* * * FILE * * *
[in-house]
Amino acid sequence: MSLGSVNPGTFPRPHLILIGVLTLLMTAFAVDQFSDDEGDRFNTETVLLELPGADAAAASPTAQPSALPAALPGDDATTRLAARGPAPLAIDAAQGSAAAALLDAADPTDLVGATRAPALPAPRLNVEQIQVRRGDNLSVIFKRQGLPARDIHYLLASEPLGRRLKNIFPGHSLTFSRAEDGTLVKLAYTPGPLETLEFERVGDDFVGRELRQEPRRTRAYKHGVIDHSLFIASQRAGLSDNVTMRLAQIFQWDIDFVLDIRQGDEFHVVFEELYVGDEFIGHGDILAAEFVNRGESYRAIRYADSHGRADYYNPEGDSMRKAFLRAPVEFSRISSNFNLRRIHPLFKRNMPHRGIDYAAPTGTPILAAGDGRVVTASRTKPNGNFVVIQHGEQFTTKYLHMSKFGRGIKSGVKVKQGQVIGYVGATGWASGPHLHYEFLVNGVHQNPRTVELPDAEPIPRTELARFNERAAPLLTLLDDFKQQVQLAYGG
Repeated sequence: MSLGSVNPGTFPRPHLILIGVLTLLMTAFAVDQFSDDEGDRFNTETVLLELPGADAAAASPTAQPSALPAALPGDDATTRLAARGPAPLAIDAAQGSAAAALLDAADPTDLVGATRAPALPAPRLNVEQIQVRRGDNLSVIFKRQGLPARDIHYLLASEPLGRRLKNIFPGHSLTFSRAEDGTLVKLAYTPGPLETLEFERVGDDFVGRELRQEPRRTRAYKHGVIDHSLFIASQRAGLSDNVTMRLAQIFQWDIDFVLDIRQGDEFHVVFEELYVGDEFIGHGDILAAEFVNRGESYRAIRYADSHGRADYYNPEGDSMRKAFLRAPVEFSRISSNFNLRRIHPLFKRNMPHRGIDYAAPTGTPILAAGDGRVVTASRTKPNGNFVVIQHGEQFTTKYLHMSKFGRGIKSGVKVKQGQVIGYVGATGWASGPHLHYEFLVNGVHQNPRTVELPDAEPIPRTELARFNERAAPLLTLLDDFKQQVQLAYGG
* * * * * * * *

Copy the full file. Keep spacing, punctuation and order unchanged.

[in-house]
Amino acid sequence: MSLGSVNPGTFPRPHLILIGVLTLLMTAFAVDQFSDDEGDRFNTETVLLELPGADAAAASPTAQPSALPAALPGDDATTRLAARGPAPLAIDAAQGSAAAALLDAADPTDLVGATRAPALPAPRLNVEQIQVRRGDNLSVIFKRQGLPARDIHYLLASEPLGRRLKNIFPGHSLTFSRAEDGTLVKLAYTPGPLETLEFERVGDDFVGRELRQEPRRTRAYKHGVIDHSLFIASQRAGLSDNVTMRLAQIFQWDIDFVLDIRQGDEFHVVFEELYVGDEFIGHGDILAAEFVNRGESYRAIRYADSHGRADYYNPEGDSMRKAFLRAPVEFSRISSNFNLRRIHPLFKRNMPHRGIDYAAPTGTPILAAGDGRVVTASRTKPNGNFVVIQHGEQFTTKYLHMSKFGRGIKSGVKVKQGQVIGYVGATGWASGPHLHYEFLVNGVHQNPRTVELPDAEPIPRTELARFNERAAPLLTLLDDFKQQVQLAYGG
Repeated sequence: MSLGSVNPGTFPRPHLILIGVLTLLMTAFAVDQFSDDEGDRFNTETVLLELPGADAAAASPTAQPSALPAALPGDDATTRLAARGPAPLAIDAAQGSAAAALLDAADPTDLVGATRAPALPAPRLNVEQIQVRRGDNLSVIFKRQGLPARDIHYLLASEPLGRRLKNIFPGHSLTFSRAEDGTLVKLAYTPGPLETLEFERVGDDFVGRELRQEPRRTRAYKHGVIDHSLFIASQRAGLSDNVTMRLAQIFQWDIDFVLDIRQGDEFHVVFEELYVGDEFIGHGDILAAEFVNRGESYRAIRYADSHGRADYYNPEGDSMRKAFLRAPVEFSRISSNFNLRRIHPLFKRNMPHRGIDYAAPTGTPILAAGDGRVVTASRTKPNGNFVVIQHGEQFTTKYLHMSKFGRGIKSGVKVKQGQVIGYVGATGWASGPHLHYEFLVNGVHQNPRTVELPDAEPIPRTELARFNERAAPLLTLLDDFKQQVQLAYGG